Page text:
DEC gives guidelines for turbine bird studies.200492009-02-17T20:02:45Z2009-02-17T20:02:45ZWind energy developers in New York now have guidelines on how to survey potential turbine sites for their impact on birds and bats.
Earlier this month, the state Department of Environmental Conservation issued its advice regarding how to minimize damage to bat and bird habitats.
"These guidelines set forth DEC's recommendations to commercial wind energy developers on how to characterize bird and bat resources at on-shore wind energy sites and how to estimate and document impacts resulting from the construction and operation of these projects."
DEC Issues Guidelines for Conducting Bird and Bat Studies at Commercial Wind Energy Projects.198462009-02-06T04:32:00Z2009-02-06T04:32:00ZNew York State Department of Environmental Conservation (DEC) Commissioner Pete Grannis today announced that the agency has issued guidelines for evaluating the potential impacts of commercial wind energy projects on birds and bats in New York State.
"While wind energy has significant environmental benefits when compared to energy produced from fossil fuel, DEC must consider any potential negative environmental impacts of wind energy production when evaluating proposed projects," said Commissioner Grannis.
"White Nose Syndrome" in Bats Stalls Wind Farm.162602008-06-09T11:36:02Z2008-06-09T11:36:02ZThe U.S. Fish and Wildlife service has sent a letter to to the developers of three wind farms in upstate New York strongly urging they consider other locations for their proposed projects. Biologists for the agency are concerned that the wind farms will further threaten imperiled bat populations suffering from an unprecedented die-off.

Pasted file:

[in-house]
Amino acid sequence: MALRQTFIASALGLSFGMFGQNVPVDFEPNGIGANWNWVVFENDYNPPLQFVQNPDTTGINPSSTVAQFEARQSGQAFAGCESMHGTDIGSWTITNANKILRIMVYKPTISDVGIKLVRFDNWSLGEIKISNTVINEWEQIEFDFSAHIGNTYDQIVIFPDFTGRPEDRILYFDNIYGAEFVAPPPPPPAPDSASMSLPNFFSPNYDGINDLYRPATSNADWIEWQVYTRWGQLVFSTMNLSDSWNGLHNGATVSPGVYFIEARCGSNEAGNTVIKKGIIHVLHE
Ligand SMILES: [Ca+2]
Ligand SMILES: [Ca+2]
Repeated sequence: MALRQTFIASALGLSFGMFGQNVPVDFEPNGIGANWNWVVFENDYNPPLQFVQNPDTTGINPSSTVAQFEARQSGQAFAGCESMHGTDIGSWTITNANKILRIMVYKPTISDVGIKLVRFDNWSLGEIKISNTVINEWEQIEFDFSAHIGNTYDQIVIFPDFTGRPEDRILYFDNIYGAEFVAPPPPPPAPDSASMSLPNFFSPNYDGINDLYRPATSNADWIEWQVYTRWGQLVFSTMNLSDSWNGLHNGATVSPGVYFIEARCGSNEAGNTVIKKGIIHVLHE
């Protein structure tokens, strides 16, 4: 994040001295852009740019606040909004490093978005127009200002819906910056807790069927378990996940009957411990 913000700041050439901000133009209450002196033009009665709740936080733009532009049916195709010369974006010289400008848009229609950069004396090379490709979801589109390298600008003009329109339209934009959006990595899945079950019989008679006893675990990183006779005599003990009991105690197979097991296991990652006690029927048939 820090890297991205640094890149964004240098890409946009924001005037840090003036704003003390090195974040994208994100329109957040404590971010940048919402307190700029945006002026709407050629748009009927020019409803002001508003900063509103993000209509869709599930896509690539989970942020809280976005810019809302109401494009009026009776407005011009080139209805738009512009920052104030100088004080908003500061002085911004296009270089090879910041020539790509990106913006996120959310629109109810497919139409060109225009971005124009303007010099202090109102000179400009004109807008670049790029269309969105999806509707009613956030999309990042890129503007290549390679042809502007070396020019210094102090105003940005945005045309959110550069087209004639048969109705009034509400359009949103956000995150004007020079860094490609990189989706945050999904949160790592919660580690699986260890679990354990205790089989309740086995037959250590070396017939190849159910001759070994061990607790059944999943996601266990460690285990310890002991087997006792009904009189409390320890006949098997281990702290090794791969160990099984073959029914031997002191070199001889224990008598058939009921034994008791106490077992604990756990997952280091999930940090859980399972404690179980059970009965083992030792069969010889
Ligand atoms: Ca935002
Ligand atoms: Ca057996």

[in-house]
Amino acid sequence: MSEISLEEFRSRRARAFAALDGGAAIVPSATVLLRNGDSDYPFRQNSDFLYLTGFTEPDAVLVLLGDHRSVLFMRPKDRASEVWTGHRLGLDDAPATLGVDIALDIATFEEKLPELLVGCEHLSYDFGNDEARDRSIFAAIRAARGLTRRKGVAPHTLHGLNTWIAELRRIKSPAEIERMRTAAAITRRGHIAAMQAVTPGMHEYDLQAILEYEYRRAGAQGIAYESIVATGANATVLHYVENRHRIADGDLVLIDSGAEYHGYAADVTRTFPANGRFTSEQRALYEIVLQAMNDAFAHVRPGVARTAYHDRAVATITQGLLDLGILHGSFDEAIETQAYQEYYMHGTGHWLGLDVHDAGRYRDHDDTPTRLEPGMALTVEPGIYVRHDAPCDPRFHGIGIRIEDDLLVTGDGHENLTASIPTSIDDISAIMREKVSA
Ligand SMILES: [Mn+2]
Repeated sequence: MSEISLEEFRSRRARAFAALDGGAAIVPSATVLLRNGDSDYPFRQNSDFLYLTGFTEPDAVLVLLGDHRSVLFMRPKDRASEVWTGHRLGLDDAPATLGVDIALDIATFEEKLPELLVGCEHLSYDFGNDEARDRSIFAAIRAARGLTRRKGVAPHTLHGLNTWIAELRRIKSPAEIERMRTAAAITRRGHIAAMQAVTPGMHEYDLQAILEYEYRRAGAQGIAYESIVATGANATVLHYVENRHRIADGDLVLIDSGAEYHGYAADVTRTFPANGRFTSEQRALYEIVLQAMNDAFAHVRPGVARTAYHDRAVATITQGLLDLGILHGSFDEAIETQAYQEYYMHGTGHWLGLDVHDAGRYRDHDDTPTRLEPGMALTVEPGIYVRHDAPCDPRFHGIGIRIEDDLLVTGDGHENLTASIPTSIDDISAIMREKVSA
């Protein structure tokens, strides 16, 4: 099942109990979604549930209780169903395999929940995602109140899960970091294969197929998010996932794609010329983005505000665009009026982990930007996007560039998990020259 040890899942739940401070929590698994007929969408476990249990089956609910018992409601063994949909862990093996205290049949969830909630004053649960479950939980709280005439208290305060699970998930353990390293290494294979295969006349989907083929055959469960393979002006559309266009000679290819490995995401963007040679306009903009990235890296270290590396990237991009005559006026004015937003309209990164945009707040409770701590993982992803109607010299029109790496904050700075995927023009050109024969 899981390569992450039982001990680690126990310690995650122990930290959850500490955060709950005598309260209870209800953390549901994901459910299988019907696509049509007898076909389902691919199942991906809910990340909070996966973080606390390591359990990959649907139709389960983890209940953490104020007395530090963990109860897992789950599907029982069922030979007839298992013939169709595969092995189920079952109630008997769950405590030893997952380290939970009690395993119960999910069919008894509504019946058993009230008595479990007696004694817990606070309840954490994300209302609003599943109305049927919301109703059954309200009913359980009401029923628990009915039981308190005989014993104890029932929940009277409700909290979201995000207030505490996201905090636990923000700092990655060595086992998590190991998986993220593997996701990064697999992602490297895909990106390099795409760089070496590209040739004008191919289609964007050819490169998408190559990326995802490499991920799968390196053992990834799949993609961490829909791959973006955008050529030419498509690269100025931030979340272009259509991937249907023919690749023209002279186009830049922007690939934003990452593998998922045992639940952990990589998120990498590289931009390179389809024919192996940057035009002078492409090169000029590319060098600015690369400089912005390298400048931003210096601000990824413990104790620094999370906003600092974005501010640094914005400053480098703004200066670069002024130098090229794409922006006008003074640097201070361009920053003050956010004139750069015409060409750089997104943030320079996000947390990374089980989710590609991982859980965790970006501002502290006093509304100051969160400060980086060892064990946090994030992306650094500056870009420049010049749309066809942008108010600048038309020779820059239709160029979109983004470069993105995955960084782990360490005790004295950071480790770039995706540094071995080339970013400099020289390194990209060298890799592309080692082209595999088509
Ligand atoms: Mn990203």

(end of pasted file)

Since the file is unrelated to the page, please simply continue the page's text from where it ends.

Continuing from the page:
One of the wind energy developers, Iberdrola Renewables has decided to hold off on moving forward with the Horse Creek project until the impacts of white nose syndrome on bat populations are better understood. But developers of the other two projects have yet to make similar moves.
Wind project held up by bats.162412008-06-07T13:57:20Z2008-06-07T13:57:20ZLaury A. Zicari, deputy supervisor for the U.S. Fish and Wildlife Service, said the service sent letters to all three northern Jefferson County wind developers "strongly urging them to look at other places."
But, she said, the service isn't near the point of saying the developer couldn't install the project.
"Studies are needed to know the impacts," Ms. Zicari said. "We've provided comments on the proposal to date."
As part of the state environmental quality review and the federal permitting process, studies are done on the potential impacts of any development. As part of necessary permits, state and federal agencies may add requirements for lessening or paying for those impacts.
Another meteorological tower for Westfield.145662008-03-09T06:40:21Z2008-03-09T06:40:21ZPeter Gross of Babcock and Brown presented a request for a permit to put up another meteorological tower in the town of Westfield.